746 Evaluation of pneumoconiosis in turkey’s annual statistics of occupational diseases between 2006 and 2015

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Abstract

Introduction

Republic of Turkey Social Security Institution (SSI) is the institution responsible for statistics of occupational diseases in Turkey by law. We aimed to evaluate proportion of pneumoconiosis in occupational diseases and occupational pulmonary diseases in annual statistics reports of SSI.

Methods

Annual statistics reports published between 2006–2015 by SSI were evaluated. Diagnoses classified as pneumoconiosis in reports published before 2013 were coal worker’s pneumoconiosis, asbestos or other mineral fibre induced pneumoconiosis, talcosis, silicosis, aluminosis, boxide fibrosis, beriliosis, graphite fibrosis, siderosis, stannosis, and other unclassified pneumoconiosis. Diagnoses classified as pneumoconiosis in reports published starting from 2013 were silicosis and silicotuberculosis, asbestosis, silicatosis, siderosis, and pneumoconiosis induced by hard metal dusts, aluminium, and its compounds.

Result

Total numbers of cases with occupational diseases varied between 351 and 1208 in annual reports of SSI. Most frequent occupational diseases were pneumoconiosis and diseases induced by lead and its dusts. When occupational diseases listed according to the frequency, rank of pneumoconiosis was 1 or 2 in all of the evaluated years. Total numbers of cases with pneumoconiosis varied between 68–1010. Percentage of pneumoconiosis in all cases with occupational diseases and in cases with occupational pulmonary diseases varied between 19.3%–83.6% and 80.2%–99.3% respectively.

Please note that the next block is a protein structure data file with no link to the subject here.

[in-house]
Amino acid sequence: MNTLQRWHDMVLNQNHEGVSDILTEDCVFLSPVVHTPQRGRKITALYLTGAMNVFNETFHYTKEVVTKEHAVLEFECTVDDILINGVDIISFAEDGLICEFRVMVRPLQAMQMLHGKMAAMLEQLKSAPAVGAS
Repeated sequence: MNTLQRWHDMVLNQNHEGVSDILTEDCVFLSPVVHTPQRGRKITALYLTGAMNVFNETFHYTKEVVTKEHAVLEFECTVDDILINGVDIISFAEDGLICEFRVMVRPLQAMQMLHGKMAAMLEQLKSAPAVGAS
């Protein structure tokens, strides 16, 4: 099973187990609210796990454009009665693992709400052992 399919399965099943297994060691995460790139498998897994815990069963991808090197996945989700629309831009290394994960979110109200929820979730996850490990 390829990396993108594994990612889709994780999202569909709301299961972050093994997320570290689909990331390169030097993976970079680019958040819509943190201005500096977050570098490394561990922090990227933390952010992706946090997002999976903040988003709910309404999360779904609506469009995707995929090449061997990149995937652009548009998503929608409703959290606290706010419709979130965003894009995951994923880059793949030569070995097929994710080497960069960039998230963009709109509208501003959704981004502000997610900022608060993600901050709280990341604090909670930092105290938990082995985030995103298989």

Discussion

Despite low total numbers of occupational diseases in the annual SSI statistics, pneumoconiosis constitutes the major proportion of occupational diseases in Turkey. This could be a result of directive about dust induced diseases which defines periodical health surveillance for workers with high-risk occupations. Proper application of initial assessment of fitness and health surveillance for workers with current or prior history of risk of pneumoconiosis may increase diagnoses.

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